Respondents were also asked if they had been given the opportunity to talk about their sexual behaviour when they tested and, if they had done so, whether they had mentioned that they have sex with men. This was least likely to be the case when testing as an in-patient (23%), as an out-patient (28%) or with a practice-based physician (30%). Discussions of sex were far more common when testing at a community service (52%) or at a sexual health clinic (64%).

Sexual happiness

Ford Hickson also presented data on the answers to the survey question, “Are you happy with your sex life?”. Across Europe, 61% said they were happy, 39% that they were not. Men in France, the Netherlands, Switzerland, Belgium and Spain were most likely to be satisfied.  Conversely, less than half of men in Bosnia, Macedonia, Croatia, Cyprus, Belarus, Ukraine, Estonia, Serbia, Russia and Hungary said they were happy with their sex lives.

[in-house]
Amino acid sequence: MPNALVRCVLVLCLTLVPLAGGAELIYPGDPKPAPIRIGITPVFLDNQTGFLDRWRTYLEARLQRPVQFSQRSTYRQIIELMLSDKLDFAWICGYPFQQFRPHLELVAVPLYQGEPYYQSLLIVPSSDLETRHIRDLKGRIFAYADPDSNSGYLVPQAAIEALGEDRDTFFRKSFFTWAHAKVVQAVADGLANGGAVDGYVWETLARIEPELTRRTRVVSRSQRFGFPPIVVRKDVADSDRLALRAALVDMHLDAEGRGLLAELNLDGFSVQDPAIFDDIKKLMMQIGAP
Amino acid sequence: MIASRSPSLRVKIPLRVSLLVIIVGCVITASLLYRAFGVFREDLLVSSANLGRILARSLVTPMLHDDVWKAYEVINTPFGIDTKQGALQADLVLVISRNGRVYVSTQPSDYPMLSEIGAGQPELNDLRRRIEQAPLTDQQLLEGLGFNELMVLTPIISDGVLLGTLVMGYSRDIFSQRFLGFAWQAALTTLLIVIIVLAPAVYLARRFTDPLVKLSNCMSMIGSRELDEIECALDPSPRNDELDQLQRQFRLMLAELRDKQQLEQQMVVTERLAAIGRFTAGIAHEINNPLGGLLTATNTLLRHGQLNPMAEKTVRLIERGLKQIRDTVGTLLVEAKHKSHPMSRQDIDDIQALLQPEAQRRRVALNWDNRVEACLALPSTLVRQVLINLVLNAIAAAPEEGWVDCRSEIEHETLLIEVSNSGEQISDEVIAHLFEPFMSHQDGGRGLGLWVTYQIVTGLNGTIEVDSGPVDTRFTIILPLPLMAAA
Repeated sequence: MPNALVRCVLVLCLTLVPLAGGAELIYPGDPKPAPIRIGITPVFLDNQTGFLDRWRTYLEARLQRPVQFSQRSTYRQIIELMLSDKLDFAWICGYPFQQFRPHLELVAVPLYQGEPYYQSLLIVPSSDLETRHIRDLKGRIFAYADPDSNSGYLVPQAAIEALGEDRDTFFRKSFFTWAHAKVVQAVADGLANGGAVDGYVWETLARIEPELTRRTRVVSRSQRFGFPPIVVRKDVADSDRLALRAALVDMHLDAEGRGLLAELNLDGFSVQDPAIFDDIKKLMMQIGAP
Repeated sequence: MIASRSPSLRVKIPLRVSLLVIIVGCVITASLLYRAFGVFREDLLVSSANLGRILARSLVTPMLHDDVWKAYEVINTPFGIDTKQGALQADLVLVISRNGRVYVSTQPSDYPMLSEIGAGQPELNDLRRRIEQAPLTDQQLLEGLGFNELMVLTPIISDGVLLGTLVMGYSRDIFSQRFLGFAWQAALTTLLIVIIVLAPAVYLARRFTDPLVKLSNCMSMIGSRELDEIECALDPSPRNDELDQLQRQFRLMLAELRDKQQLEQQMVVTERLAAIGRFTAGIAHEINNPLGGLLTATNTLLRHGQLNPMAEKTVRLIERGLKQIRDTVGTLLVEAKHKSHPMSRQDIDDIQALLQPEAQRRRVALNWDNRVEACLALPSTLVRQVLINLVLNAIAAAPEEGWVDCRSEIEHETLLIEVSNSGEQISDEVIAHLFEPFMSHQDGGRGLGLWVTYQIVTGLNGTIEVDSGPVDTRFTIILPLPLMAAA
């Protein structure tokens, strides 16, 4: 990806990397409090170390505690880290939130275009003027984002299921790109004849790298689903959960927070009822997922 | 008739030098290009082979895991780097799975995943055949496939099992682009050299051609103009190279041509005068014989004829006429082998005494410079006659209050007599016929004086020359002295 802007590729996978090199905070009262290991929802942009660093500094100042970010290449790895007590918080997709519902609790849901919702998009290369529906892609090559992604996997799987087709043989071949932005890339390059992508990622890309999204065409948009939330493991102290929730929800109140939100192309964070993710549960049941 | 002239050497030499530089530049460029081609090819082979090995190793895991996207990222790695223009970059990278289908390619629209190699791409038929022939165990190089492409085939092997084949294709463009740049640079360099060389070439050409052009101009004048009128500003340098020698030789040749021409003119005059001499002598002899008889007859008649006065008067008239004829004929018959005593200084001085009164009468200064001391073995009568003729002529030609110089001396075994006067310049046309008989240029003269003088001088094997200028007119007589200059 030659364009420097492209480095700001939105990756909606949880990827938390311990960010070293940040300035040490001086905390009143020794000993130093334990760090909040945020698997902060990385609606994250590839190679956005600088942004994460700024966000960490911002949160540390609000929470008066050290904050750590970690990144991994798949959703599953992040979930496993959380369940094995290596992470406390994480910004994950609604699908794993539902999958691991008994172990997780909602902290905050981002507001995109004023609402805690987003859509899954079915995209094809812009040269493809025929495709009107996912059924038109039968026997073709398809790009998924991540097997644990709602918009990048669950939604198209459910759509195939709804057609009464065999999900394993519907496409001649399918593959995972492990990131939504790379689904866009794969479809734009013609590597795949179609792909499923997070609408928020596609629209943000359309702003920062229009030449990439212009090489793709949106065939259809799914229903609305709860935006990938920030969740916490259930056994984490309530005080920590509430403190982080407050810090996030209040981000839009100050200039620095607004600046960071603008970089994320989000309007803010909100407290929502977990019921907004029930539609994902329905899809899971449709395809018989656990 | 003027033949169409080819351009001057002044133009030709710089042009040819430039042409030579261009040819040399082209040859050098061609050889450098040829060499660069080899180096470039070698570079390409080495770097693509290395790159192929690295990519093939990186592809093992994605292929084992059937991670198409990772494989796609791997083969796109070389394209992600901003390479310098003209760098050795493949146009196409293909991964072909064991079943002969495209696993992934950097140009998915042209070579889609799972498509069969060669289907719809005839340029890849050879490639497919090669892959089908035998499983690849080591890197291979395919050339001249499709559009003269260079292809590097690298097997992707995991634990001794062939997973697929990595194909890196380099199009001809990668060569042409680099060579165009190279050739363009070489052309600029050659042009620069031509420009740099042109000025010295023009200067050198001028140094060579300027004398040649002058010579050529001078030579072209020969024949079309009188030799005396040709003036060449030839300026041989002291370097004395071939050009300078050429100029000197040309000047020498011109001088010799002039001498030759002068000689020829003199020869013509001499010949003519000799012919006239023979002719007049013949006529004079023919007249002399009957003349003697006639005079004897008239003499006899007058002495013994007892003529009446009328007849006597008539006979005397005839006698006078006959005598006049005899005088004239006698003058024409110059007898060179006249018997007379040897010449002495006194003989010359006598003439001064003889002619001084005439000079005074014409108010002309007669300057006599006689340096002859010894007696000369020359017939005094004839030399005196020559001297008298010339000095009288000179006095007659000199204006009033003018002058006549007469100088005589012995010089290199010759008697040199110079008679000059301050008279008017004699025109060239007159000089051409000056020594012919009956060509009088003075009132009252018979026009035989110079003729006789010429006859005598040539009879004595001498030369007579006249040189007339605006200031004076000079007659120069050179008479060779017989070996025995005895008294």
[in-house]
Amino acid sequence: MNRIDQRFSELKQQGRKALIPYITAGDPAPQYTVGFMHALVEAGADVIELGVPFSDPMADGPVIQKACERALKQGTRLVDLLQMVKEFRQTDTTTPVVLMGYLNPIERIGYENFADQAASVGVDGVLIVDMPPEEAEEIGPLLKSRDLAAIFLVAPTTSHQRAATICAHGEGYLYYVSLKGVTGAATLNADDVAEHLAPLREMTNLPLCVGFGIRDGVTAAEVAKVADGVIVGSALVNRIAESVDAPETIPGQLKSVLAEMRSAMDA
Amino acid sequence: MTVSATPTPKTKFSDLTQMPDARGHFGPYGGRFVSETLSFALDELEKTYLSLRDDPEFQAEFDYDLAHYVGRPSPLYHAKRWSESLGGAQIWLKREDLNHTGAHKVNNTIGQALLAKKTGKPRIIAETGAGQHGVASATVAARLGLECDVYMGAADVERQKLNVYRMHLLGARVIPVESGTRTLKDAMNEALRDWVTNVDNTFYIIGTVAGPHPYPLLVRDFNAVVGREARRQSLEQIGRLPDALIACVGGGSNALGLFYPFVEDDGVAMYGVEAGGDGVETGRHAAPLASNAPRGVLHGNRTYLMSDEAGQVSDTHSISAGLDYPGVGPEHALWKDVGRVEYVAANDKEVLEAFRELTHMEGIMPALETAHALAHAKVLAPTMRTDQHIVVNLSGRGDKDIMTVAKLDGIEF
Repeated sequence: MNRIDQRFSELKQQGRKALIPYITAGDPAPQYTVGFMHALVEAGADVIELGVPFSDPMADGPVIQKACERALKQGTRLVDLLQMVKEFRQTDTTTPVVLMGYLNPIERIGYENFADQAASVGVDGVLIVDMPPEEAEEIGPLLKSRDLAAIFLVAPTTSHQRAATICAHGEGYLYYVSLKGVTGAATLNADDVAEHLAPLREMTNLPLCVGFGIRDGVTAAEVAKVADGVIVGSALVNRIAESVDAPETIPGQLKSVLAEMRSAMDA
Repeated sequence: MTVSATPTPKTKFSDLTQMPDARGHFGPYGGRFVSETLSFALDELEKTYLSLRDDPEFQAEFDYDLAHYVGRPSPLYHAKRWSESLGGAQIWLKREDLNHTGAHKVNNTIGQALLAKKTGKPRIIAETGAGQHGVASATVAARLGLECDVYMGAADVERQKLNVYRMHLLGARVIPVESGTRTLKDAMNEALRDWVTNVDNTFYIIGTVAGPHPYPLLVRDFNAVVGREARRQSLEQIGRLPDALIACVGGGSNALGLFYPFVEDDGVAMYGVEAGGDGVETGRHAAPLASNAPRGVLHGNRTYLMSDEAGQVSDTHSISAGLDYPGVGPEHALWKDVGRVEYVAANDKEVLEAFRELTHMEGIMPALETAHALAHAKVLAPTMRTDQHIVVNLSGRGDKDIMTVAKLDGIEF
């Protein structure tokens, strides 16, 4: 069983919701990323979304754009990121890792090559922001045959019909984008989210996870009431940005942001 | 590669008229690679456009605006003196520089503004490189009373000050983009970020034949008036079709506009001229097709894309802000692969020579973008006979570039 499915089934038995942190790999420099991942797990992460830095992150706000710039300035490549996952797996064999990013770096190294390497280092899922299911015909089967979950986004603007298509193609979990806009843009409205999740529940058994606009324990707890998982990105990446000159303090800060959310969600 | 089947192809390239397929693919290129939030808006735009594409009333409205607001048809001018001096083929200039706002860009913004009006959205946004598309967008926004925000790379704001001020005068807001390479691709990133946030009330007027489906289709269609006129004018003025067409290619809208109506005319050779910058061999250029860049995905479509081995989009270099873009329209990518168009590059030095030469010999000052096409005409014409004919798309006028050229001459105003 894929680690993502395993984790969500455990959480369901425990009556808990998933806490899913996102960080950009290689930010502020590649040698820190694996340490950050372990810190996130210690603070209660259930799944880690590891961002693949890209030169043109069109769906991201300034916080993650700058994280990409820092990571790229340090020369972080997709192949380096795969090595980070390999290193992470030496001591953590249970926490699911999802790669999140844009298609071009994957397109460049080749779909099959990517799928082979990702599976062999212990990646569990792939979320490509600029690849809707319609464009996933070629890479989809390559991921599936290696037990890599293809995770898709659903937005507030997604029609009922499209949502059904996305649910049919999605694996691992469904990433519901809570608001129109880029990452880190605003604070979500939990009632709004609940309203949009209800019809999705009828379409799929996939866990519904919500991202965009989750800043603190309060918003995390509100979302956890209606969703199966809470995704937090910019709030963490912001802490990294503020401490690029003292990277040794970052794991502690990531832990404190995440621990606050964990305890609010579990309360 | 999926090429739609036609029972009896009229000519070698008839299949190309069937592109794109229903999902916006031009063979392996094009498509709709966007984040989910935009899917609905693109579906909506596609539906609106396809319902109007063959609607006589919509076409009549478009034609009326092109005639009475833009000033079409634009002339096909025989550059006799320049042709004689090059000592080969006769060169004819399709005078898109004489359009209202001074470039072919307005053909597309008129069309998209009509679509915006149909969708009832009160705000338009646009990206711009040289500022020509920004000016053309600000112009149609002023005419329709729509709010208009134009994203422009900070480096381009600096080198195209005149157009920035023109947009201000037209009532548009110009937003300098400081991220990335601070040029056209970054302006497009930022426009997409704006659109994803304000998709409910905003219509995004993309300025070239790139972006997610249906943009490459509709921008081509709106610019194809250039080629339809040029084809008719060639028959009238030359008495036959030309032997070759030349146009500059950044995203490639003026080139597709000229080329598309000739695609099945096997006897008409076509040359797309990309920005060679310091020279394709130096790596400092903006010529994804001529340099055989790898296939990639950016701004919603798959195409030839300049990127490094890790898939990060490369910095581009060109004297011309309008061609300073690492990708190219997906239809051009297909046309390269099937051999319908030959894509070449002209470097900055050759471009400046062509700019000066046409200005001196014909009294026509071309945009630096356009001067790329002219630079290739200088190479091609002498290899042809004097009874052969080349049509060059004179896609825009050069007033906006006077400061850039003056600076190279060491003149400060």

On average, men who had a steady partner were happier than those who did not, and those in a new relationship were the happiest of all. Men who had tested for HIV were happier than those who had never done so. Men who had tested HIV-positive were just as happy as those whose last test result was negative.

When those who weren’t happy were asked why not, the most common responses were because the respondent wanted a steady relationship (25%), wanted more sex with his current partner (15%), was not as sexually confident as he wanted to be (15%), was worried about picking up HIV or an STI (13%) or wanted more sexual partners (12%).


Schmidt AJ. “Differences in STI testing in selected European countries”, 14th CHAPS conference, Manchester, 10 March 2010.

Hickson F. “European MSM Internet Sex Survey (EMIS)”, 14th CHAPS conference, Manchester, 9 March 2010.

There is more information about EMIS here.